pause;

%% ================ Part 3: Predict for One-Vs-All ================
%  After ...
pred = predictOneVsAll(all_theta, X);

fprintf('\nTraining Set Accuracy: %f\n', mean(double(pred == y)) * 100);

predictOneVsAll.m

%% Machine Learning Online Class - Exercise 3 | Part 1: One-vs-all

%  Instructions
%  ------------
%
%  This file contains code that helps you get started on the
%  linear exercise. You will need to complete the following functions
%  in this exericse:
%
%     lrCostFunction.m (logistic regression cost function)
%     oneVsAll.m
%     predictOneVsAll.m
%     predict.m
%
%  For this exercise, you will not need to change any code in this file,
%  or any other files other than those mentioned above.
%

%% Initialization
clear ; close all; clc

%% Setup the parameters you will use for this part of the exercise
input_layer_size  = 400;  % 20x20 Input Images of Digits
num_labels = 10;          % 10 labels, from 1 to 10
                          % (note that we have mapped "0" to label 10)

%% =========== Part 1: Loading and Visualizing Data =============
%  We start the exercise by first loading and visualizing the dataset.
%  You will be working with a dataset that contains handwritten digits.
%

% Load Training Data
fprintf('Loading and Visualizing Data ...\n')

load('ex3data1.mat'); % training data stored in arrays X, y
m = size(X, 1);

% Randomly select 100 data points to display
rand_indices = randperm(m);
sel = X(rand_indices(1:100), :);

displayData(sel);

fprintf('Program paused. Press enter to continue.\n');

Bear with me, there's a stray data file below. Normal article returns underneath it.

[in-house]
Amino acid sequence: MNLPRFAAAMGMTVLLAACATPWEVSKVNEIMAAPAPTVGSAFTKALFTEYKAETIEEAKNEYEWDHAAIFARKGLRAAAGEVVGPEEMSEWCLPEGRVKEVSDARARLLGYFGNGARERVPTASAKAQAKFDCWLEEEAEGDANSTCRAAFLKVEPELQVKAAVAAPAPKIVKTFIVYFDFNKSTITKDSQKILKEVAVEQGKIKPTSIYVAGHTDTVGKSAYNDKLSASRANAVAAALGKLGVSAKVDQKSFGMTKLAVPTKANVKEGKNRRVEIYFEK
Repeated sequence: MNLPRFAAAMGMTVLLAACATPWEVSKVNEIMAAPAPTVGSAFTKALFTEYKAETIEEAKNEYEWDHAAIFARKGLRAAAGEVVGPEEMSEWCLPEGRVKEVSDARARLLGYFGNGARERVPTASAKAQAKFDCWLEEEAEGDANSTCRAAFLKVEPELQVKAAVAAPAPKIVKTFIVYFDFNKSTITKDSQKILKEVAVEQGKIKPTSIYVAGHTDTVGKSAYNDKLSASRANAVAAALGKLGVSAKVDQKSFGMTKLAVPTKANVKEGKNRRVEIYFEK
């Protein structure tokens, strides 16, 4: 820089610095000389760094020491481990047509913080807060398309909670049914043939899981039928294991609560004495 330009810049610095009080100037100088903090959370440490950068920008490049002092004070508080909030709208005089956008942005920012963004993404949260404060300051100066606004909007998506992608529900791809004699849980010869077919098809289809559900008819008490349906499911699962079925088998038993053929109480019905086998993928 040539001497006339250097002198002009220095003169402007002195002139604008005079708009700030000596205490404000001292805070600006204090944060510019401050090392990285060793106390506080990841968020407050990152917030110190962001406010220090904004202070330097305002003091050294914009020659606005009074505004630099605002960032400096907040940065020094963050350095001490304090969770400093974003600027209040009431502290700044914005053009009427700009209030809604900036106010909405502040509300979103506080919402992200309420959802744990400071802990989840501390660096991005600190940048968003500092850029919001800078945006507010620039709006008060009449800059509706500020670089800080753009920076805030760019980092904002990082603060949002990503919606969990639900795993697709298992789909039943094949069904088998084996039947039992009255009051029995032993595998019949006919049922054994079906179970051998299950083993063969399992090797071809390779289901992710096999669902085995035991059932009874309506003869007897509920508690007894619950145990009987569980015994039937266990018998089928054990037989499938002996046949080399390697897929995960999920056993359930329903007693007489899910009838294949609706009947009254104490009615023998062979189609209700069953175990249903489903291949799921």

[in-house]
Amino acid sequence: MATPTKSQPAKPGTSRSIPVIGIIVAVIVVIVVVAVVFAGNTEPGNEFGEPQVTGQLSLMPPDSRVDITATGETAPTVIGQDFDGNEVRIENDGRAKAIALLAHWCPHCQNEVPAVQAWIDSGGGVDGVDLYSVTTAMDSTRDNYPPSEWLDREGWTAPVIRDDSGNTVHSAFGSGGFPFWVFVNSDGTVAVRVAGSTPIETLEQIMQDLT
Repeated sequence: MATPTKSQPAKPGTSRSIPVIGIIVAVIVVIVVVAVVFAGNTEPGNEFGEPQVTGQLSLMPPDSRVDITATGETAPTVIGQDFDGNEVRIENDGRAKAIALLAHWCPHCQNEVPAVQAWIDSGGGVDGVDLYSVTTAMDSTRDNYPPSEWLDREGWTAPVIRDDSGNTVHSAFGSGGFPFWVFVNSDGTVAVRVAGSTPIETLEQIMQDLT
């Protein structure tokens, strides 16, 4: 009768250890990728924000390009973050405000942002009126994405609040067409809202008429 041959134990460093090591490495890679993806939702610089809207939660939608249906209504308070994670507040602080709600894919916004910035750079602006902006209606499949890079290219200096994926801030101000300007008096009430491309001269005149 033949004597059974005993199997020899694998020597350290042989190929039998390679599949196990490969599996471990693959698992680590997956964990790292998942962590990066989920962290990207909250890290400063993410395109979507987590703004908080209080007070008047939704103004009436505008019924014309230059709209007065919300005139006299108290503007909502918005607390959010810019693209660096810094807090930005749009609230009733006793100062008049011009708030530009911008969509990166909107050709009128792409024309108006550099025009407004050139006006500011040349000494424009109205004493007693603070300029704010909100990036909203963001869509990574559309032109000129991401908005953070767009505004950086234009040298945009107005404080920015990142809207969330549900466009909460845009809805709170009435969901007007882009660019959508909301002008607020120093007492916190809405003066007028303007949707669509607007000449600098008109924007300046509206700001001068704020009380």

pause;

%% ============ Part 2: Vectorize Logistic Regression ============
%  In this part of the exercise, you will reuse your logistic regression
%  code from the last exercise. You task here is to make sure that your
%  regularized logistic regression implementation is vectorized. After
%  that, you will implement one-vs-all classification for the handwritten
%  digit dataset.
%

fprintf('\nTraining One-vs-All Logistic Regression...\n')

lambda = 0.1;
[all_theta] = oneVsAll(X, y, num_labels, lambda);

fprintf('Program paused. Press enter to continue.\n');
pause;

%% ================ Part 3: Predict for One-Vs-All ================
%  After ...
pred = predictOneVsAll(all_theta, X);

fprintf('\nTraining Set Accuracy: %f\n', mean(double(pred == y)) * 100);

predict.m

function p = predict(Theta1, Theta2, X)
%PREDICT Predict the label of an input given a trained neural network
%   p = PREDICT(Theta1, Theta2, X) outputs the predicted label of X given the
%   trained weights of a neural network (Theta1, Theta2)

% Useful values
m = size(X, 1);
num_labels = size(Theta2, 1);

% You need to return the following variables correctly
p = zeros(size(X, 1), 1);

% ====================== YOUR CODE HERE ======================
% Instructions: Complete the following code to make predictions using
%               your learned neural network. You should set p to a
%               vector containing labels between 1 to num_labels.
%
% Hint: The max function might come in useful. In particular, the max
%       function can also return the index of the max element, for more
%       information see 'help max'. If your examples are in rows, then, you
%       can use max(A, [], 2) to obtain the max for each row.
%

X = [ones(m, 1) X];
a2 = sigmoid(X * Theta1');
a2 = [ones(m, 1) a2];
htheta = sigmoid(a2 * Theta2');

[temp, p] = max(htheta, [], 2);

% =========================================================================